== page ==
Figure 1. Mean values and relative error bars of lag phases (A) and growth rates (B) observed at different temperatures and inoculum sizes for Aeromonas hydrophila DSM-30187 strain.


Figure 2. Mean values and relative error bars of lag phases (A) and growth rates (B) observed at different temperatures and inoculum sizes for Listeria monocytogenes DSM-20600 strain.


Figure 3. Mean values and relative error bars of lag phase times (A) and growth rates (B) observed at different temperatures and inoculum sizes for Yersinia enterocolitica DSM-27689 strain.

The ANOVA of the obtained data revealed that the starting level of cell concentration did not affect neither the lag phase duration nor the growth rate (Table 1), since significant differences were observed only for L. monocytogenes in the case of growth rate values and for Y. enterocolitica in the case of lag phase values. As Robinson et al. (2001) already shown, current results confirm that the duration of latent period and the generation time are independent by the inoculum size, if the bacterial growth was carried out in optimal cultural conditions. Conversely, the temperature proved to be a key factor in determining significant difference (p < 0.001) between mean values for both the investigated growth parameters. Furthermore, for each strain, the averages of the growth rates did not disclose any significant differences at the lowest temperatures, whereas they became different starting from 15°C (Table 2). Interestingly, the duration of latent periods at 4, 7, 10°C for Y. enterocolitica were indistinguishable among them and shorter than those of the other tested strains.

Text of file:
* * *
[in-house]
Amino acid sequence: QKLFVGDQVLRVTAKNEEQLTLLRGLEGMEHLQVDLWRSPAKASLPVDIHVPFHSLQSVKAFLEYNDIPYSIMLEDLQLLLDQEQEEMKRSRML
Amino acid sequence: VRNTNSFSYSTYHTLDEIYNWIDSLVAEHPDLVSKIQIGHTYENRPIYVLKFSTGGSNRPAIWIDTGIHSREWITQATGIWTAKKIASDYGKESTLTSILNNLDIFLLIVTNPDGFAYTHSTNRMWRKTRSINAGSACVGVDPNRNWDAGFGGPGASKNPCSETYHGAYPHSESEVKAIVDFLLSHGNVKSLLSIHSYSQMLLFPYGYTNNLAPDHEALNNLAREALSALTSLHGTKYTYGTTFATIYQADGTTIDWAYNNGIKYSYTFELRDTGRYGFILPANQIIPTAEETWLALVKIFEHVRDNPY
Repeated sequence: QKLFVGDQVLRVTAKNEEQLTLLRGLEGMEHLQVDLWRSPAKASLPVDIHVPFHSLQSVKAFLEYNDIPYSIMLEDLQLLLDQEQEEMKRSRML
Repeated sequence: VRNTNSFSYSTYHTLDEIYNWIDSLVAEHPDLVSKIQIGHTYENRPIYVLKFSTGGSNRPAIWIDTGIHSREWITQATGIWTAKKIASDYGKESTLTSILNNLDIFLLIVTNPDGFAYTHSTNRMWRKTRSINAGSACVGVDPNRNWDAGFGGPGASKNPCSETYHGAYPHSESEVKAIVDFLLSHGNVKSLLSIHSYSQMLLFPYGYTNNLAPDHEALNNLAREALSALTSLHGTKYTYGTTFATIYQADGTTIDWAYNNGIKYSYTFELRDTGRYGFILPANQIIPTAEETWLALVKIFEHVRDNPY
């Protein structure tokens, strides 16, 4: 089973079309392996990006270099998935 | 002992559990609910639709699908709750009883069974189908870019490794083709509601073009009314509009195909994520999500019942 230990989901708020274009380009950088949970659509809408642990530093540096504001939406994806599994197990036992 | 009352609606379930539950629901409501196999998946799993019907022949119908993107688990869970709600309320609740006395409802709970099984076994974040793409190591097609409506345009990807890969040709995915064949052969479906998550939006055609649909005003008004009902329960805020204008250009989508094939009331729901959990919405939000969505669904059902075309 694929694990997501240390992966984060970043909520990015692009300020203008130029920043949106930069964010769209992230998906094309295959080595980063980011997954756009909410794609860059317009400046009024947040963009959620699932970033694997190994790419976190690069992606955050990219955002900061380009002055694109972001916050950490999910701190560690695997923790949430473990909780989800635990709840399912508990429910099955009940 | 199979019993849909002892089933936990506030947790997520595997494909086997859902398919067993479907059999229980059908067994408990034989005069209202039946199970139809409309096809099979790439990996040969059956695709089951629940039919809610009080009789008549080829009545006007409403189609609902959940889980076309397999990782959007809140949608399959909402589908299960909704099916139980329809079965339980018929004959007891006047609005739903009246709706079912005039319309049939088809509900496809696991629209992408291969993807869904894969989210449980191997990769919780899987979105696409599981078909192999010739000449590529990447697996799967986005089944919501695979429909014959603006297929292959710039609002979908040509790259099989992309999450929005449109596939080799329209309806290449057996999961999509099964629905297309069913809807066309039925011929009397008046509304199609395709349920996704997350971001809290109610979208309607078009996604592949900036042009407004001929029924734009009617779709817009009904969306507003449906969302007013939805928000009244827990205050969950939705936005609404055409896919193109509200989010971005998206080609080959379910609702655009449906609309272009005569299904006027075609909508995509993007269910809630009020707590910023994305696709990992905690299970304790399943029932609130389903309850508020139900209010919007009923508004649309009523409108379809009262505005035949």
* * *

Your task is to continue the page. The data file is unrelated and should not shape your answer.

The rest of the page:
Table 1. ANOVA of data and relevant between-subject effects obtained from values of growth parameters for the investigated psychrotrophic pathogens.


Table 2. Mean values of growth parameters at different temperatures calculated for the investigated psychrotrophic pathogens.

Calculation of Activation Energies for Lag Phases and Growth Rates

The Ea values related to the latent period and growth rate were determined for the investigated strains according to the Arrhenius model, by performing growth tests in a range of temperature from 4 to 30°C. As regards the activation energies of lag phase, the graphs were built by interpolating data of the reciprocal of absolute temperature (1/°K) vs. the reciprocal of natural logarithm of latent period, expressed in hours (ln 1/h), as shown in Figure 4 (Figure 4A, Figure 4C, and Figure 4E for A. hydrophila, L. monocytogenes and Y. enterocolitica, respectively). At the same way, for the calculation of Ea values of growth rates, the plots were drawn by interpolating data of reciprocal of absolute temperature (1/°K) vs. the natural logarithm of growth rate constant, as presented in Figure 4 (Figure 4B, Figure 4D, and Figure 4F for A. hydrophila, L. monocytogenes, and Y. enterocolitica, respectively). In the case of Y. enterocolitica only the plot regarding the experiments at 106 cell/ml inoculum is reported (Figure 4E), because at 10 cell/ml inoculum the lag phase was not noticed, even at the lowest temperatures.


Figure 4. Arrhenius model plots based on lag phase times (A) and growth rates (B) for A. hydrophila DSM-30187, lag phase times (C) and growth rates (D) for L. monocytogenes DSM-20600, lag phase times (E) and growth rates (F) for Y. enterocolitica DSM-27689. Data observed at high level of inoculum (106 CFU/ml) are drawn as ▴ and dotted lines; data at low level of inoculum (10 CFU/ml) are drawn as • and full lines.

Table 3 summarized the calculated Ea values based on the observed duration of latent periods and growth rates for each tested strains at two level of inoculum size. A. hydrophila and L. monocytogenes showed quite similar results for activation energies of lag phase when cultures started at high cell concentration (106 cells/mL), whereas Y. enterocolitica exhibited a significant lower value (p < 0.01). Similarly, for the growth rates, no significant differences were found between the Ea values of A. hydrophila and L. monocytogenes, both at high and low inoculum sizes, whereas Y. enterocolitica significantly (p < 0.01) unveiled the lowest level of activation energy (14.2 kcal/mol).